First Cruise Ship Visit for Dili
In a demonstration of Timor-Leste’s progress as a free and independent nation, P&O Cruises’ Pacific Jewel made the first ever cruise ship visit to the national capital Dili over the weekend.
Carnival Australia CEO Ann Sherry and Steve Bracks, special adviser on governance to the Timor-Leste Prime Minister, hailed Pacific Jewel’s visit as a significant step forward for the country.
“After years of struggle, Timor-Leste finally won its independence only in 2002, but even five years ago few could have imagined nearly 2,000 cruise tourists going ashore in Dili,” Sherry said.
“Australia has strong ties to Timor-Leste on its path to nationhood and there is no doubt that Australians have been willing the Timorese people and their country to succeed. So, the arrival of the first cruise ship is an affirmation of Timor-Leste’s potential as an attractive cruise destination and the part tourism can play to build its economy.”
Saturday’s Timor-Leste call during Pacific Jewel’s return from dry dock and major refurbishment in Singapore was an opportunity to test Dili’s capacity to host a superliner visit.
The tender call was eagerly anticipated by the Dili community who were excited to welcome their first ever cruise tourists.
On the eve of the visit, former Victorian Premier, Steve Bracks, who, since 2007, has been a special adviser to the Timor-Leste Prime Minister, said it sent a powerful signal about the country’s progress.
“Having hundreds of cruise visitors come ashore in Dili to experience the sights, sounds and culture of Timor-Leste is another positive stepping stone in the country’s progress as a free and independent nation,” Bracks said.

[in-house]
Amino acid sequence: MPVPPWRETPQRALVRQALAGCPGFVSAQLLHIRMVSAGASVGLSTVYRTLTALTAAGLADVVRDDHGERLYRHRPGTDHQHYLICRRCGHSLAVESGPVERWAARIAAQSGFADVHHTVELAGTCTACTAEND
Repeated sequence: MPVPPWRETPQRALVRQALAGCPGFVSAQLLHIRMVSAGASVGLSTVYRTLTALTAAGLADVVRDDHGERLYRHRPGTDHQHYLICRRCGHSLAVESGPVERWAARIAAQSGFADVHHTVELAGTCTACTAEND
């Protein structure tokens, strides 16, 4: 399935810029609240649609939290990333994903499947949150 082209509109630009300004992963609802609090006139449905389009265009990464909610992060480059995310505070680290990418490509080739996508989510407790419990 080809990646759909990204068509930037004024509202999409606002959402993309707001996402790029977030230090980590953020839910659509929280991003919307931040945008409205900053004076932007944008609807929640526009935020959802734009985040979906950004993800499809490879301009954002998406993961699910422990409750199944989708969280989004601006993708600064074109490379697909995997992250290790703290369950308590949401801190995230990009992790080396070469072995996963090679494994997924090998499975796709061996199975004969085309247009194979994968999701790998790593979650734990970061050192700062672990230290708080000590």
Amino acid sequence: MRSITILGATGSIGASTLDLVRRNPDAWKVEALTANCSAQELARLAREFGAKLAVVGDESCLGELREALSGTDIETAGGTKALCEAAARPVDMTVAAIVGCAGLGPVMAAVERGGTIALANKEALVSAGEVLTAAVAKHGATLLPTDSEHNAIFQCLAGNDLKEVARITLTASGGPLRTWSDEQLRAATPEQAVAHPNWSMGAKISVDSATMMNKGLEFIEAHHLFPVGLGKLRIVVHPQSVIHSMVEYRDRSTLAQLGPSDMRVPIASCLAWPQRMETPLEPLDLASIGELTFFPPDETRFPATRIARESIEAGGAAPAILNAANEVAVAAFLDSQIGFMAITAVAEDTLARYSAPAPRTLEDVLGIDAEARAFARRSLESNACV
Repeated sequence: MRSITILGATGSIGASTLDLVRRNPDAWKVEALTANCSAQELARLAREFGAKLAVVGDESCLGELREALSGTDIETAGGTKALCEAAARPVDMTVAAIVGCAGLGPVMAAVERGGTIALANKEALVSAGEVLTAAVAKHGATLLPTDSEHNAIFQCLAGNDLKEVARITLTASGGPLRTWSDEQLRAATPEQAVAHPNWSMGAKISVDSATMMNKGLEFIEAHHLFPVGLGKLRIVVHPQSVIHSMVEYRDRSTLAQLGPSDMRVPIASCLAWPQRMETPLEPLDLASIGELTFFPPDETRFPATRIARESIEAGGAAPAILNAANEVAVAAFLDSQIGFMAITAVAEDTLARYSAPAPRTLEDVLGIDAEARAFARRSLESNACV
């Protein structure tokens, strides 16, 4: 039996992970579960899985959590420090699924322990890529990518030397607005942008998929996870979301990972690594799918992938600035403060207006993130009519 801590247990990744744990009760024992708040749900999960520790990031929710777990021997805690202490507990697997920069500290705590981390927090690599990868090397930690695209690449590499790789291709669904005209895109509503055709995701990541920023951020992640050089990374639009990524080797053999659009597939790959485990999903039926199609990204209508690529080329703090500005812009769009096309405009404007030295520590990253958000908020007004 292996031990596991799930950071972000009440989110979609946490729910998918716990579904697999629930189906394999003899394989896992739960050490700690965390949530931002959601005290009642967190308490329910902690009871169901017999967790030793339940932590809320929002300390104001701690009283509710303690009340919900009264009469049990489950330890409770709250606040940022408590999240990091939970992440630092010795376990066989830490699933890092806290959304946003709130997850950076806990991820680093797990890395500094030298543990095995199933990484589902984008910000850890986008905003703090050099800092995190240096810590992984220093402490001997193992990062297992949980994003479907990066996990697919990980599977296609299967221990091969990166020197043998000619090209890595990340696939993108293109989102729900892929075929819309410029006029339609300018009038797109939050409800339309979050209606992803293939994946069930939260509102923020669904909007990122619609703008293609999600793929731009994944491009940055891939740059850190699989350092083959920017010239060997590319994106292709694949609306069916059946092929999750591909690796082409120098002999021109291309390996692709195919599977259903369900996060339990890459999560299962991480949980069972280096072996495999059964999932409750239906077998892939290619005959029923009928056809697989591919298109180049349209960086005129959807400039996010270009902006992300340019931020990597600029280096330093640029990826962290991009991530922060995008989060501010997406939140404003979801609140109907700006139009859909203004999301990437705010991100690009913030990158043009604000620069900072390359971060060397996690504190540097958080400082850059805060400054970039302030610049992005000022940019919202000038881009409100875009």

“Pacific Jewel’s visit to Dili has been keenly anticipated by the government and the local community who are keen to make tourism a much valued feature of the local economy in a country that has so much to offer visitors in cultural experiences.”
In May 2002, Timor-Leste became the first sovereign state of the 21st century following a long and traumatic struggle for independence. Australia played a key part leading up to independence. In 1999, current Governor General, Sir Peter Cosgrove, led an international peacekeeping force which oversaw the transition to independence.
Sherry said Pacific Jewel’s Dili call was consistent with Carnival Australia’s efforts in recent years to open up new cruise destinations in countries such as Papua New Guinea and the Solomon Islands.
“In addition to taking our passengers to otherwise remote destinations offering fabulous scenery and cultural experiences, cruise tourism can become a valuable part of island economies,” Sherry said. “I hope that Timor-Leste’s potential to take its place on the cruising map can be realized.”
A second P&O Cruises’ call to Timor-Leste is scheduled for September 2016 when Pacific Eden will visit Dili.
In another initiative enabling remote communities to participate in the economic benefits of cruising, the P&O Pacific Partnership with Save the Children raises funds for education and health facilities in the South Pacific.
Carnival Corporation also recently unveiled a tenth cruise brand – fathom – introducing ‘social impact travel’ enabling people to work with communities on economic, environmental and educational needs. fathom’s maiden voyage from Miami on a seven-day cruise cycle to the Dominican Republic will depart in April next year.